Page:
Donnyelle Miller breastfeeding her child while striking a yoga pose.
By Donyelle Miller, CNM

Answers to 5 Common Questions About Breastfeeding

Breastfeeding is often portrayed as one of the most natural things a woman can do—and it’s not always easy right away. Learning to breastfeed your baby takes practice and patience. It's normal to have questions, whether you’re a first-time or veteran mom.

From baby’s first latch to using a breast pump, every Ob/Gyn provider at UNM Hospital—including certified nurse midwives like me, our lactation experts and our nurses—are prepared to guide and encourage you in breastfeeding.

UNM Hospital was the first hospital in Albuquerque to earn a Baby-Friendly designation. That means we prioritize giving you the tools and support you need for successful breastfeeding, even after you leave the hospital via our newborn clinic.

The American Academy of Pediatrics recommends that babies be exclusively breastfed for the first six months with continued breastfeeding while introducing new foods for one year. The Centers for Disease Control and Prevention (CDC) reports that 84% of babies born in the U.S. start breastfeeding, but only 58% were still breastfeeding at six months. In New Mexico, those numbers are slightly lower, at 83% and 57%, respectively.

Headshot Noelle Borders

"Breastfeeding rates at UNM Hospital are above average—60% of all women who deliver at UNM are exclusively breastfeeding at discharge. For midwifery patients in 2019, 86% were breastfeeding at 48 hours after delivery."

Noelle Borders, Chief, Midwifery Division

Breastfeeding has numerous benefits for mom and baby. Breastfed babies have stronger immune systems and tend to get fewer colds, respiratory illnesses, and ear infections. They also have lower risks of asthma, obesity, allergies, diabetes, and sudden infant death syndrome (SIDS). Breastfeeding also can lower a woman’s risk of depression, high blood pressure, type 2 diabetes, and ovarian and breast cancers, as well as help them lose baby weight faster.

While we know breastfeeding often is best for mom and baby, it's not the only thing that affects a baby’s health. Mom’s physical and emotional well-being also plays a role, and if breastfeeding negatively impacts that, it’s no good for baby either.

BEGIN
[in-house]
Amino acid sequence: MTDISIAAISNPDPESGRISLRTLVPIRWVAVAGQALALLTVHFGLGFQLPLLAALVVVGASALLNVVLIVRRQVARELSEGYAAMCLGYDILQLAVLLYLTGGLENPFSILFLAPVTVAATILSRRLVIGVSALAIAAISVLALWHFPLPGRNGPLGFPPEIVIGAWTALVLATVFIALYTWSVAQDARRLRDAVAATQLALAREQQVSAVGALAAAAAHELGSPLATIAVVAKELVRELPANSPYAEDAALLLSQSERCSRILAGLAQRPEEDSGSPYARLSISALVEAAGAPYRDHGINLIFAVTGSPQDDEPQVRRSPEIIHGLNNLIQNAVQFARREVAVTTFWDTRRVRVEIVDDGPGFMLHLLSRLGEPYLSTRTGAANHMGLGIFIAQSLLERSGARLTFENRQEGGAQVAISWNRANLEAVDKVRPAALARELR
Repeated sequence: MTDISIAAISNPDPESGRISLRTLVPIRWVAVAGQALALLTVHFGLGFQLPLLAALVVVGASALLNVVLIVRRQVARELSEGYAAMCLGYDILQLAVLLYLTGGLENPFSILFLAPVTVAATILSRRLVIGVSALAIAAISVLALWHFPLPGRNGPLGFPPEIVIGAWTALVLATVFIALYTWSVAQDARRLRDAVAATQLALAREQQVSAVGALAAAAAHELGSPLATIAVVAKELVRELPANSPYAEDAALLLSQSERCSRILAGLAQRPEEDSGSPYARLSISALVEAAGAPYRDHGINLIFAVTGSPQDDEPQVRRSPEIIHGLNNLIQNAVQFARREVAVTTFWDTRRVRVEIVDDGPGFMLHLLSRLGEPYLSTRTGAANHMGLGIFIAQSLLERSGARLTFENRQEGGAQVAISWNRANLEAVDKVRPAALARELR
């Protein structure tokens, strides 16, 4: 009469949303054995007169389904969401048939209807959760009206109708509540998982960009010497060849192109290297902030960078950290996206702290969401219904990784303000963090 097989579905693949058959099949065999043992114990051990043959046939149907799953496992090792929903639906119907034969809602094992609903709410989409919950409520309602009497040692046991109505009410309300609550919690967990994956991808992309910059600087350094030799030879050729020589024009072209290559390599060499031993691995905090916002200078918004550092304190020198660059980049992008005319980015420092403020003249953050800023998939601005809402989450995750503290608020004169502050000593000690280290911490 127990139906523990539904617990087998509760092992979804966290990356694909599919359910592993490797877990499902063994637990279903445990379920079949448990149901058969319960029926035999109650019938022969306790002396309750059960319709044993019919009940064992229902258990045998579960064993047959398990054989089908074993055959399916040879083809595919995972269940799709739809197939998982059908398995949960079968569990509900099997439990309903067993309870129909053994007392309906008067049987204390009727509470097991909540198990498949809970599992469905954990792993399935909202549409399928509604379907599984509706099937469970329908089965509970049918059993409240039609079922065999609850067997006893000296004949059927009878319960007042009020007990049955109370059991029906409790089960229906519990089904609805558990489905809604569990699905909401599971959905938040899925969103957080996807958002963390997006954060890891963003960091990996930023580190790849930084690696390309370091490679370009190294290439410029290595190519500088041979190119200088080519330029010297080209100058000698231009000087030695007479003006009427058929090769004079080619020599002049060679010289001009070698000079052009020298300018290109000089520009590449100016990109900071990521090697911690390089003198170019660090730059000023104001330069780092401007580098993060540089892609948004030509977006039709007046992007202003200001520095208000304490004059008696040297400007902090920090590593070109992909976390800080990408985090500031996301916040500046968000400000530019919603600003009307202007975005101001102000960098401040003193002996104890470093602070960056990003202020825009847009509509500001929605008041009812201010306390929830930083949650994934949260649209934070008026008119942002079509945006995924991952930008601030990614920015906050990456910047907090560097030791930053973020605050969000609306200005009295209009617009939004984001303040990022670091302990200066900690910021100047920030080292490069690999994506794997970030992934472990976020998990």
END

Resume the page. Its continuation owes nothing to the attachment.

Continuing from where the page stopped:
The breastfeeding journey starts before baby is even born. I start talking to expecting moms about breastfeeding during prenatal visits. We have booklets you can take home to read, and at your following appointments, we can discuss and answer any questions you might have.

Our goal is to give you the information you need to make the best decision for yourself and your baby, and then support you in your decision. Let's start with the basics – answering five of the most common questions breastfeeding moms ask in those first few crucial weeks.

1. How do I get my baby to latch properly?

Learning to latch properly is one of the biggest challenges new moms worry about. Many babies instinctively know how to grasp the breast in their mouth, while others (especially preemies or babies who have to stay in the NICU) need extra time to figure it out.

Positioning yourself comfortably is a good first step. Many new moms use pillows in their lap to support their arm as they hold the baby to their chest. Baby will root around the breast until they find the nipple. Then they open their mouth wide and take in a large mouthful of breast. You should feel a gentle tugging (but not pain) as the baby's mouth creates suction around your areola (the colored area around the nipple).

Just as most children won’t jump on a bike and ride it right away, some moms and babies need a little more training. Get lots of skin-to-skin contact with your new little one to learn their personality and hunger cues. Follow your baby’s lead and know that most babies figure it out with time and patience.

2. Is my baby getting enough breastmilk?

This is a very common concern among breastfeeding mothers, leading many women to stop trying to breastfeed. Be assured: Almost all moms produce enough breastmilk to feed their little ones.